Bender was once one of my favorite writers, and "The Rememberer" is a great story: It's absolutely a compliment to have my story compared to it, and I can see why you would want to. I think her The Girl in the Flammable Skirt is such an incredibly weird and dark and well-crafted book, one of the best collections of its particular type. More recently, I've become somewhat suspicious of a certain brand of magical realism that uses its fabulist elements only to dress up what would otherwise be a more typical piece of social or domestic realism. Bender avoids this problem in the best of her work, but a lot of the imitators of her style don't. (I'm not sure I did either, as much as I'd like to believe it.) It's maybe weird to say I probably won't write a story that works exactly like "The Leftover" again, but I'm at least glad I did once: It's a nice reminder of that particular influence, and a story I'm always happy to hear that people enjoyed. So thank you.
Cataclysm Baby, your new novella, focuses on fatherhood. Why is fatherhood an important subject to you, and how were you able to inhabit the roles of twenty-six fathers without being a father yourself?
I'm not a particularly autobiographical writer, at least in the most straightforward way, but thankfully I don't have to have had an experience to write about it. With very rare exceptions, I haven't done most of what my characters have done, and so there's always some distance between what I include of myself and how it gets rendered in story. I think that's a useful distance, and prevents a lot of problems.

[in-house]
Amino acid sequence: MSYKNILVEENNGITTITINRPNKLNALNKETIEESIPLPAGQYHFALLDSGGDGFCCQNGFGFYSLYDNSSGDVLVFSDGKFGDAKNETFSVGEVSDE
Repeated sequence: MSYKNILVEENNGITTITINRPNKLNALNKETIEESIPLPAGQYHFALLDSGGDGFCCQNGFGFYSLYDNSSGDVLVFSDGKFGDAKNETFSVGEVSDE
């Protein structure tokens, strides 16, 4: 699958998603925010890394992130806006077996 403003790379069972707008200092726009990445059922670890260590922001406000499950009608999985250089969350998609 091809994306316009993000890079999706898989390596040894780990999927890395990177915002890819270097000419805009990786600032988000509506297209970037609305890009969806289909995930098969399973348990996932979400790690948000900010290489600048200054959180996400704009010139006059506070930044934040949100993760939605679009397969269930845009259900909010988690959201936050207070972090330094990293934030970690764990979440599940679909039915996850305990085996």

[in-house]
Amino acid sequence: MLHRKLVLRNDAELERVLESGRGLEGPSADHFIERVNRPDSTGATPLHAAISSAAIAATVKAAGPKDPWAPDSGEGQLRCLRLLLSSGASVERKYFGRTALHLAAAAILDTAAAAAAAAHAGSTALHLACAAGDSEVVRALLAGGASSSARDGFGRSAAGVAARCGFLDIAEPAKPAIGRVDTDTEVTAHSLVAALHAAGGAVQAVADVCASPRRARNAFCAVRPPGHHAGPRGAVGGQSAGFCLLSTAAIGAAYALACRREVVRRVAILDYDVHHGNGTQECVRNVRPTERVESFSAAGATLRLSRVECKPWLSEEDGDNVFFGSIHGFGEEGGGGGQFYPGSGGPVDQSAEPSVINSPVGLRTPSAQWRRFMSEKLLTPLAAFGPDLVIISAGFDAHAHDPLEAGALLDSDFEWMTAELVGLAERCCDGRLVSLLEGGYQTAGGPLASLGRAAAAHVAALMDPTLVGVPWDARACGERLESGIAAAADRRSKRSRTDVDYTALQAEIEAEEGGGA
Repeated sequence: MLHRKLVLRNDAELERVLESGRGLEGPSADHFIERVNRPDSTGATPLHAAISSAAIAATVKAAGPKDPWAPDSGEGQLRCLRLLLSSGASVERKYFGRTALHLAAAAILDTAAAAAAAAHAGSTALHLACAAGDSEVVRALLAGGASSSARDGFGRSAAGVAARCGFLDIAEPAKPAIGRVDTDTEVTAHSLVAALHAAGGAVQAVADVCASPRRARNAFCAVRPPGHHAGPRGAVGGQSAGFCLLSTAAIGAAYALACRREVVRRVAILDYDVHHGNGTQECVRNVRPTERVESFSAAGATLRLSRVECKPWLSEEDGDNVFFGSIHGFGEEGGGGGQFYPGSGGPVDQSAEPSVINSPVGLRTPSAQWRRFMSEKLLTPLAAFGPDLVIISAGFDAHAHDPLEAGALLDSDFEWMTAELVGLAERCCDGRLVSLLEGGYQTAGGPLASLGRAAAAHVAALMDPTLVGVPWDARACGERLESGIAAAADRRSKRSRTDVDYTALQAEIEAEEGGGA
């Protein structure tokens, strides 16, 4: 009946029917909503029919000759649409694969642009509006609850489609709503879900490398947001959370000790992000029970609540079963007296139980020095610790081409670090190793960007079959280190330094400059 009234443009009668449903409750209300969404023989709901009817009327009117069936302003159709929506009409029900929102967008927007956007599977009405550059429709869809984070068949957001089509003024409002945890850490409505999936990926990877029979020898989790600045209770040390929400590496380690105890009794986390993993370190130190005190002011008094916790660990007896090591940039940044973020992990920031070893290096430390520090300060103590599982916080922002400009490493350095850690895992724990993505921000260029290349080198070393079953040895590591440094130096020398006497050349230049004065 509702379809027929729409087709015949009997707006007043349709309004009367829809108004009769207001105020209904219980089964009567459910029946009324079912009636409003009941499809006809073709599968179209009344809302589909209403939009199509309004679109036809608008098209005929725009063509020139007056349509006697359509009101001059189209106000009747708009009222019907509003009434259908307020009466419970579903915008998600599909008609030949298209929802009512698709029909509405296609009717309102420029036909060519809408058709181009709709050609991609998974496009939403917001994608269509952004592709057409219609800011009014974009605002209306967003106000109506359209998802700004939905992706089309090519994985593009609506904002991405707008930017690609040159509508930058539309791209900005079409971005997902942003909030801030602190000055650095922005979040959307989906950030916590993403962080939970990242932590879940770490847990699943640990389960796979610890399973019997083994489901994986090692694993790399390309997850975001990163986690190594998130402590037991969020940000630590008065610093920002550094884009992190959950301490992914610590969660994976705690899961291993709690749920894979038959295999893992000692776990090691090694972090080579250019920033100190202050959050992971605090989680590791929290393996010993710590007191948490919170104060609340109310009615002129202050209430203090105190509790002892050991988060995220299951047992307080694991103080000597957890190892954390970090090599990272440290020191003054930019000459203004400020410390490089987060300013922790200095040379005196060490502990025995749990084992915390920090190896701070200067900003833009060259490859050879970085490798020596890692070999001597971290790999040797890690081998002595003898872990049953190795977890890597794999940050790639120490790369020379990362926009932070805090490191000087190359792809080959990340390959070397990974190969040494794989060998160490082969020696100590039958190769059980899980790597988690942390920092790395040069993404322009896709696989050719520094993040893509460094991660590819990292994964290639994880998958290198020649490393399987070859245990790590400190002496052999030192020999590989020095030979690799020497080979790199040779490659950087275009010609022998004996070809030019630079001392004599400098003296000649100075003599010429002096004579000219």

Parents makes for good characters in part because of the enormity of their role, and because of how socially loaded that role is. We have fairly strong cultural and social expectations of parents and children, and those expectations can be subverted or expanded upon in interesting ways. I also think that parenthood comes with a sequence of hopes and fears and anxieties that are common to most parents but can be resolved in unique ways in individual family. Being a parent or a spouse is also one of the few roles where most of us are always trying to do our best-but generally can't always succeed. Some of the most interesting and emotionally-rich fiction occurs at the point where a character tries to do right by the people he or she loves-and ends up hurting them instead. I think that parenting and childhood and marriage are full of these situations. It's our families we love the most, and that gives them great power to hurt us-or to save us.